But Herman Kelly was a clever boy. He figured out a way to beat the system. Two years after leaving the CCC camp in Pennsylvania he changed his name and signed up with CCC again. He signed up again using a different name. He changed his name and enlisted under the name of Henry Kelly Isaacs.
This time around he was sent to a place that was much farther away from home. He was transported all the way across the country to the Triangle Lake Camp in Lane County Oregon, where he stayed and completed his term of service.
Herman Kelly Isaacs continued to go by the name Henry Kelly Isaacs for the rest of his life. However, those who knew him best called him by his middle name Kelly.
Many people, including some close relatives, never knew that he used an alias. They believed his birth name was Henry Kelly. But now, knowing that his name really was Herman Kelly, explains away the confusion that followed when he named his first born son Herman Kelly Isaacs Jr.
Herman Kelly Isaacs wasn’t the only young man in our family to change his name so he could join the CCC a second time. His older brother Benjamin Franklin Isaacs liked the program so much that he didn’t want to leave once his time was done. He dropped the s at the end of his surname. He changed his name to Isaac so he could enlist for another six months. He used the Isaac version of his surname for the rest of his life. His descendants continue to uses the name Isaac to this day.
Beatrice Issacs Lisenby was the youngest sister of Ruby Isaacs Roe. She married Herbert Lisenby shortly after he returned home to Mississippi after completing his six month term of service in the CCC. While in the CCCC, Herbert Lisenby was stationed at a camp in Oregon. Herbert and Beatrice Lisenby eventually moved to Oregon, where they raised their family. They lived out their lives there.
All seven of the Isaacs siblings left Mississippi. Most of them settled in the Willamette Valley region of Oregon.
Three Isaacs sisters ( Effie Marie, Ruby Elizabeth and Beatrice) were laid to rest in Fir Grove Cemetery in Cottage Grove Oregon. Along with their husbands and a number of their deceased children. Isaacs brother Herman/Henry Kelly Isaacs and his son Herman Kelly are also buried there.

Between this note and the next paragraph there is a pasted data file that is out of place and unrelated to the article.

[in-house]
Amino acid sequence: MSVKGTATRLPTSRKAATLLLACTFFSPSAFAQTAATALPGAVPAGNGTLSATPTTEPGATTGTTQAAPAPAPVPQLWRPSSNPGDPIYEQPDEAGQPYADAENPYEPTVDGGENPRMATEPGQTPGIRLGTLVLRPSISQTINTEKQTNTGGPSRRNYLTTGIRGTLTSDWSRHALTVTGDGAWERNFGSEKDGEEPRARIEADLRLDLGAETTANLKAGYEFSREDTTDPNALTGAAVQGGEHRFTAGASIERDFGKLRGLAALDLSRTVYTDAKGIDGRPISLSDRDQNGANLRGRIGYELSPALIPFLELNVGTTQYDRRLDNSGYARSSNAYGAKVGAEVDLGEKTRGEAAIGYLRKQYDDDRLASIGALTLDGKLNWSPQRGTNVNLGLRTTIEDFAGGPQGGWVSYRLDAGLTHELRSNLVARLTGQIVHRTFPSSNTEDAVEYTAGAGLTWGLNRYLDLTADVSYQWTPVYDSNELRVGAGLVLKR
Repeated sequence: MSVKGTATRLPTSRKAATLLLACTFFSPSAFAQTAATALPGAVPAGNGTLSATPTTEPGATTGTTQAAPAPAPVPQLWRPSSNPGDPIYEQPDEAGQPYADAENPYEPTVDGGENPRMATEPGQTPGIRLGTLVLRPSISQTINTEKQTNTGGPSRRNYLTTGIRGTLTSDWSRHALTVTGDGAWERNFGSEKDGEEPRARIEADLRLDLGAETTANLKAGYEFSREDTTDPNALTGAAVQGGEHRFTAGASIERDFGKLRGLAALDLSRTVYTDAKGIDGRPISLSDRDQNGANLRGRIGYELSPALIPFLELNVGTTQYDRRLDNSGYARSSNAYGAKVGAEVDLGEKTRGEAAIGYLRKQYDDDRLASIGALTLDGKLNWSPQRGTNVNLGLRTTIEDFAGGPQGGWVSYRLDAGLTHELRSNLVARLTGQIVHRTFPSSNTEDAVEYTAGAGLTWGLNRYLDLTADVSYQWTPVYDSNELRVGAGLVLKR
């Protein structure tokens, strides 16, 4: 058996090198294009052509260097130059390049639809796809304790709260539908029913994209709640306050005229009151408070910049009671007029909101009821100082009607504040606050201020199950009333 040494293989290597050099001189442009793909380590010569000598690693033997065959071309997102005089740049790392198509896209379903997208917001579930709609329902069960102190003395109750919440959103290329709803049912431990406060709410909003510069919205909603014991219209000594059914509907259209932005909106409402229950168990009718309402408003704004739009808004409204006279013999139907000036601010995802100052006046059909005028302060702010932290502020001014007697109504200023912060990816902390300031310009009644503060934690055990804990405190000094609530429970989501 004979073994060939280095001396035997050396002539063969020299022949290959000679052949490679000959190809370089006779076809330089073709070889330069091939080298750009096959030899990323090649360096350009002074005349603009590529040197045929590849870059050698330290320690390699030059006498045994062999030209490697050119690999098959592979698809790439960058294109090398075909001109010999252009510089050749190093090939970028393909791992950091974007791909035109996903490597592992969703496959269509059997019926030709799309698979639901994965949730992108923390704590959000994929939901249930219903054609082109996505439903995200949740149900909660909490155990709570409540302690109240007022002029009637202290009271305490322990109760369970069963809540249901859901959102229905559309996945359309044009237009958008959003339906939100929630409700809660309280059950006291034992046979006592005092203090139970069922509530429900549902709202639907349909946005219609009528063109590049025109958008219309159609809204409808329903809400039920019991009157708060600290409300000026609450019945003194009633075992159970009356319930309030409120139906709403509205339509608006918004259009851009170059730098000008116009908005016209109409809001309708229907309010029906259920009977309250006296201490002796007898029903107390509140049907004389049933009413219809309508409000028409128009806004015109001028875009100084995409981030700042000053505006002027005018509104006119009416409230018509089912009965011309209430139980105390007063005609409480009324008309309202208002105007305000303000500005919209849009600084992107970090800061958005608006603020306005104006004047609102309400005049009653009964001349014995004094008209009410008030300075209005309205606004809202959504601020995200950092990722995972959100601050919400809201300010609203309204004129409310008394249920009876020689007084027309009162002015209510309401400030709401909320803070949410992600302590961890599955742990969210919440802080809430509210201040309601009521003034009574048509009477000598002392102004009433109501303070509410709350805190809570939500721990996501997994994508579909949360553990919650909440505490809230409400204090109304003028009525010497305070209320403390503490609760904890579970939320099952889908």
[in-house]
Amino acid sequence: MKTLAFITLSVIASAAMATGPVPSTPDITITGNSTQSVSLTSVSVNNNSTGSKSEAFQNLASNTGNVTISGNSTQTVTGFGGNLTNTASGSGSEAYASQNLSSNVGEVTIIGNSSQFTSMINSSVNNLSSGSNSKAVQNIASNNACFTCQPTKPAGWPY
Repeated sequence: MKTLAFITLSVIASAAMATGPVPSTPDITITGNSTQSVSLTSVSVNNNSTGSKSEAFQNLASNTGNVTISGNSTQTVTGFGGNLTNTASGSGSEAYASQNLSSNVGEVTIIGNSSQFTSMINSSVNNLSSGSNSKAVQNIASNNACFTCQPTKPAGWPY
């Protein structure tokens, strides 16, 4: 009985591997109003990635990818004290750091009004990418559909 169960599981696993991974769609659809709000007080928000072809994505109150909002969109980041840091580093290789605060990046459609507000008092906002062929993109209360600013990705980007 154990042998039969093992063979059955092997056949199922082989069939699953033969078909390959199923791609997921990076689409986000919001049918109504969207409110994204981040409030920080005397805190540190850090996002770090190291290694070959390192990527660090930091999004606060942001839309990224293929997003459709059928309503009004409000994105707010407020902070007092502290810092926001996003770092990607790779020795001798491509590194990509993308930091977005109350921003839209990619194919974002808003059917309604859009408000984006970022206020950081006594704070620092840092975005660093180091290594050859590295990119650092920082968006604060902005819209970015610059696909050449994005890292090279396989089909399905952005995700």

Thpre song CCC Blues comes to us from a field recoding made by Margret Valiant. She recorded the song in a migrant camp in Northern California, for the Farm Security Administration in 1936.
For 52 Ancestors in 52 Weeks. From the prompt for the week of February 18 to February 26. Prospertiy
“A good name is more desirable than great riches” ……. Proverbs 22:1
SAME NAME DIFFERNT SPELLING
My name is Lucy Jearldine Roe. I was born in Kings Daughters Hospital in Greenville, Mississippi, on March 15, 1946. Sixth in line of Henry and Ruby Roe’s seven children, I am their second and youngest daughter, the first of their children to be delivered in a hospital. All my older siblings were born at home.
My mother named me after two relatives, my father’s older sister Lucie Georgia Roe, and her cousin, Geraldine S. Isaacs. While our names are the same, they are spelled differently. It was my mother’s aim that I be a proper namesake to my aunt and cousin, that our names be spelled the same, but when a hospital nurse recorded my birth she spelled out my name as she saw fit and not how my mother intended. I don’t know why but I have always gone by my middle name, Jearldine. Most members of my family call me Gerl, others call me Gerry. Few people know that my first name is Lucy.